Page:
The Spanish banks’ non-performing loans (NPLs) ratio fell to 10.35% in November (10.56% in October), with total bad loans standing at 138.894 billion euros. This shows that Spain’s banking system is still in poor health. But this simple figure encapsulates the eternal problems of statistics, with its mode, its median, its arithmetic average and its average deviation or variance.
The fact is that the average NPL figure provided by the Bank of Spain does not reflect the significant differences between the banks. In particular, Popular, BMN, Bankia and Unicaja have a higher level of bad loans and are speeding up the process of selling of debt portfolios. Then there is Bankinter, with an NPL ratio of 4.1%, mainly because it has not had excessive exposure to the property sector.
In any event, the enormous damage inflicted on Spain’s banks by the downturn in property sector is much less now than at the start of the crisis in January 2008, when bad loans totalled 180.385 billion euros.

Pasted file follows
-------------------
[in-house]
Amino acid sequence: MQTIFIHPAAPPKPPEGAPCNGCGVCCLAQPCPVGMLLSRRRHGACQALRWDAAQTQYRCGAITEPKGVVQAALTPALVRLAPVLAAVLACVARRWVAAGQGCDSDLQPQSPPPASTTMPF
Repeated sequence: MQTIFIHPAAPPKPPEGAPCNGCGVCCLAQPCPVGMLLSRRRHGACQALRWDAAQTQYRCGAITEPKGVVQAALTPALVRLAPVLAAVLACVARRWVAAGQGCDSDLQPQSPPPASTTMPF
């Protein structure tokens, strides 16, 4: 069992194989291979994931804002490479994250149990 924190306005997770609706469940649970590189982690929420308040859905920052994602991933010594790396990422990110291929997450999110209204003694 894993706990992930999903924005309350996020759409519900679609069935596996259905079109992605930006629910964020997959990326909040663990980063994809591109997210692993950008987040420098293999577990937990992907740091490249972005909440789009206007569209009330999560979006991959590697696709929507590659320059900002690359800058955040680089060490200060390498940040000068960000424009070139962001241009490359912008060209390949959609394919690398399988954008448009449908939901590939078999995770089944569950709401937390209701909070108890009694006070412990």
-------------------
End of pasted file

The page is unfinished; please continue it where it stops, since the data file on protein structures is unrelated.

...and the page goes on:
As always happens when the Spanish banks’ NPLs data is released, a comparison is sought with the rest of the eurozone countries. And once again, it is demonstrated that this is not possible. The components of NPL data differ so much from country to country that it is impossible to have a common definition of what is, or what is not considered as “bad loans”.
The situation we have witnessed in Italy in recent days can only happen within the context of “banking union.” The news that the ECB has requested more information from various Italian banks about their bad loans and real credit risk has fuelled a sharp drop in banking stocks. And this caused the Italian bourse to lose 4.83% in one session.